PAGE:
November 23, 2022 By Joanna Dutra
Earlier this year I was asked by the incredible photographer Brooke Bartletta to participate in a community project called We Are Hingham.
I submitted a less-than-flattering black and white photo and some descriptors, and now it is on a banner draped in the football stadium at our high school.
When asked what community means to me, my answer was brief: Everything.
We choose where we live with high expectations of a good life. A community supports each other through life’s obstacles and its accomplishments.
It relishes in the success or anguish of its members, lifting them high up over the group’s shoulders. Any individual’s pain can be better shared, with problems solved and solutions offered.
The family we’re born into and the family we create with the friends we make are knitted together like a colorful quilt. We take that quilt with us when we leave for school and college and travels, through job changes and life changes.
Its pieces reflect the journey we’ve made and are a way of reflecting what we see in ourselves.
Community is not so much a place as it is an idea, an aspiration.
We strive to be better connected with how we relate to one another.
We strive to be communal as we approach our differences, with mutual respect and the ability to listen to differing opinions.
A community is an idea similar to a Field of Dreams: if you build it, Community will come.
It’s a constantly evolving place where everyone is welcome to live with their own dream; friendships sprouting from seeds planted generation to generation – a woven quilt of love and respect.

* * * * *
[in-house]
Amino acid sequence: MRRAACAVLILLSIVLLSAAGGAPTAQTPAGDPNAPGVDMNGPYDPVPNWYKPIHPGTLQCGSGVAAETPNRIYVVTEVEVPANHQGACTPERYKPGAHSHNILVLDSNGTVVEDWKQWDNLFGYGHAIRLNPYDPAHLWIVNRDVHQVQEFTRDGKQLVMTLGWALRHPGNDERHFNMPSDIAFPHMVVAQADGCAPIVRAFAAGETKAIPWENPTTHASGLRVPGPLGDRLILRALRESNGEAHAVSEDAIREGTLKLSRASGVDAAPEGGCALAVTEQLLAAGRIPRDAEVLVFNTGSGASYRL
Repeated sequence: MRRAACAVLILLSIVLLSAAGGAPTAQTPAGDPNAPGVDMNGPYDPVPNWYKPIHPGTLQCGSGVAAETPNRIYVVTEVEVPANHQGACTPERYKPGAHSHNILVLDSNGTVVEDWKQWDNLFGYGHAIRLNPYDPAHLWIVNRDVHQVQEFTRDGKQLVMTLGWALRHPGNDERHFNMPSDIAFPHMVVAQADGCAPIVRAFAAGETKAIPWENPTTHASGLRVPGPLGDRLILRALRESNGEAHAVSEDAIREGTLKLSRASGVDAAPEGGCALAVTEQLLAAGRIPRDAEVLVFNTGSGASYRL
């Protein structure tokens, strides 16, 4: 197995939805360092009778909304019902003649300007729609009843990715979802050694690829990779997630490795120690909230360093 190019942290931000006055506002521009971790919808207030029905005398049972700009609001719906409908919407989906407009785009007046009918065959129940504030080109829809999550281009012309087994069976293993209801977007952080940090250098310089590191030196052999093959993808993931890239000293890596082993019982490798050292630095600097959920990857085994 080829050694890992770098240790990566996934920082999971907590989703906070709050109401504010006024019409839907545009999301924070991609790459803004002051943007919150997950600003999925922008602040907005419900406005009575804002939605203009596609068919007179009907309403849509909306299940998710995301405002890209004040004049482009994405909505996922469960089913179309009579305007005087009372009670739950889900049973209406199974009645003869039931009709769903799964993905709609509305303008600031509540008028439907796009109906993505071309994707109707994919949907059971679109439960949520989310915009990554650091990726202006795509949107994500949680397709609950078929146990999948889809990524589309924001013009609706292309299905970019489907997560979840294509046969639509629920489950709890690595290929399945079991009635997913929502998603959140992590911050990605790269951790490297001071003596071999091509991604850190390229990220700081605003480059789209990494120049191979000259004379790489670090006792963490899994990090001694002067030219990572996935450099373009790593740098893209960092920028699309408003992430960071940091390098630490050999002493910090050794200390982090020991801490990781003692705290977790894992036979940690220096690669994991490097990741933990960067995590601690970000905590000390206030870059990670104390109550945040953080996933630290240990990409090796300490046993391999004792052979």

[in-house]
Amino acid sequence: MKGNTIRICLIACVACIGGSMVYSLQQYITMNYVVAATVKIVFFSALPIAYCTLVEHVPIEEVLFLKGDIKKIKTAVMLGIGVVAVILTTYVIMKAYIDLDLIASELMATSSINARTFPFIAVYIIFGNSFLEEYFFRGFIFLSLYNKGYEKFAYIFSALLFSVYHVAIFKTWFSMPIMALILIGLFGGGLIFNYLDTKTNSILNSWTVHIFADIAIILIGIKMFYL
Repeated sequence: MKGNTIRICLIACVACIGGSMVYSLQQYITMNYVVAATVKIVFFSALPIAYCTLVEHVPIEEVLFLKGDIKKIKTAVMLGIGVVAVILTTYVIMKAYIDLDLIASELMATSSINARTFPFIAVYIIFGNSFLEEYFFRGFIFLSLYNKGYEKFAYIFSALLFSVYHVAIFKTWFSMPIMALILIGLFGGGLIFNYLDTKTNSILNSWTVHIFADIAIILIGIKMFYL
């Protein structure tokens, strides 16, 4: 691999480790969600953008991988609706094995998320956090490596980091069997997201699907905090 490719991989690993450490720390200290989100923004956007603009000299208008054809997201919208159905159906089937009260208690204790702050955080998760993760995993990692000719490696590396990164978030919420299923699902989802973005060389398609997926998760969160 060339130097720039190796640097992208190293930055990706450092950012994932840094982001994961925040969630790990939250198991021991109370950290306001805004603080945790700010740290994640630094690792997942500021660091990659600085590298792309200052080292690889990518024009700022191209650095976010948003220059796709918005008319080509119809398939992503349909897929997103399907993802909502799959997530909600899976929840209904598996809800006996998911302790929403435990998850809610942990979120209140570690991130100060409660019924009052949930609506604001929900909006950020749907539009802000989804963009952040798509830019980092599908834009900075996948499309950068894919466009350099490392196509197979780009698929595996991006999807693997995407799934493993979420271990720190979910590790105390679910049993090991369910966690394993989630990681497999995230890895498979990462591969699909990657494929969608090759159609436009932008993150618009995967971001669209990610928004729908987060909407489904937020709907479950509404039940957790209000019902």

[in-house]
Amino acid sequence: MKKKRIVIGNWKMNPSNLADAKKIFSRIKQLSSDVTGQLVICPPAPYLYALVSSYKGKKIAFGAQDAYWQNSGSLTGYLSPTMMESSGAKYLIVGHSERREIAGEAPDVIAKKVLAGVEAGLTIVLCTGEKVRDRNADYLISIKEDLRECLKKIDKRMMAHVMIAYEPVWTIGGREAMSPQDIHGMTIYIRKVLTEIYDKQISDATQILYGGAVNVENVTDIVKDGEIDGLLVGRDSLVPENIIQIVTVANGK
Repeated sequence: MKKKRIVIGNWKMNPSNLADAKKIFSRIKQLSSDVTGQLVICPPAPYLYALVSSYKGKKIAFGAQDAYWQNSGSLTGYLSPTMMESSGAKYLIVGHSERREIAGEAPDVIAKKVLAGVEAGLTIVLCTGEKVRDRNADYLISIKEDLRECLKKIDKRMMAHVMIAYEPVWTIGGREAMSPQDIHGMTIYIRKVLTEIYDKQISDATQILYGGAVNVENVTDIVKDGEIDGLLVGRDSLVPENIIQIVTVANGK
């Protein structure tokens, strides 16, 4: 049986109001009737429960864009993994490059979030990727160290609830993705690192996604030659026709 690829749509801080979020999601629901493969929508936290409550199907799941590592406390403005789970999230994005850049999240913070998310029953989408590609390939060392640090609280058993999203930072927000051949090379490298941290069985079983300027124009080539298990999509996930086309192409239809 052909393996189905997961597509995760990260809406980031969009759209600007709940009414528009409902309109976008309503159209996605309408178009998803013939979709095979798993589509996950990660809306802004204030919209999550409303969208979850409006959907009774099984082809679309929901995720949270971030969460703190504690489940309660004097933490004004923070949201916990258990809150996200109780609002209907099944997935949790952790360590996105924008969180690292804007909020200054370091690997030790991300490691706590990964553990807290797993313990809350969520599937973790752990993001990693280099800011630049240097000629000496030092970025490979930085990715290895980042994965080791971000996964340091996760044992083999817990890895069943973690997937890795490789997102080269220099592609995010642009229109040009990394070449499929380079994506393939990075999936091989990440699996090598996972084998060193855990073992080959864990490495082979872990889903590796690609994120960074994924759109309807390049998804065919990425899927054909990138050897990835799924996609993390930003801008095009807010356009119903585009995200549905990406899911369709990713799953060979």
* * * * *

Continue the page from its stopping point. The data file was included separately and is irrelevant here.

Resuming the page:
It’s interesting to look back on my own words which were written last year, before some recent losses of life here in our hamlet. The place many of us call home, Hingham, is hurting right now.
Is a community a reflection of its people? Is it a reflection of its pain?
When I was growing up, I had a card taped to my mirror – on the front was a quote from William James: “Wherever you are, it is your friends who make your world.”
Maybe I was inspired at a young age, but I really don’t think I had an understanding of how much friendships would mean as an adult.
Childhood can be wonderful with its innocence and laughter and absence of worries about the future. We also know it can be the opposite of these things.
But friendship. Well, that’s a more complex and fundamental property of adulthood. It’s critical.
You choose friends, you bring people into your life who share something. You build relationships with their kids and watch them grow – celebrate their milestones as if they’re your own.
In these times, we look to anything and anyone that brings us comfort. Good friends are a solid place to start.
Please check in with your friends, we know the holidays can be challenging. Life itself has been heavy.
As one of my own friends reminded me the other day, it comes at you hard, and it comes at you fast and you never know which one of those things it’s going to be in the next day or the next hour.
We have to stick together. We need each other. I am here for anyone that needs me. During the weeks leading up to Christmas, please reach out if you want a quick pick-me-up. I am here for you. You don’t have to be a close friend.
I believe we are in this world to feel better when we are knit strongly together like a big family.
With love and great respect to your friends and family you value most, I am grateful for you this Thanksgiving.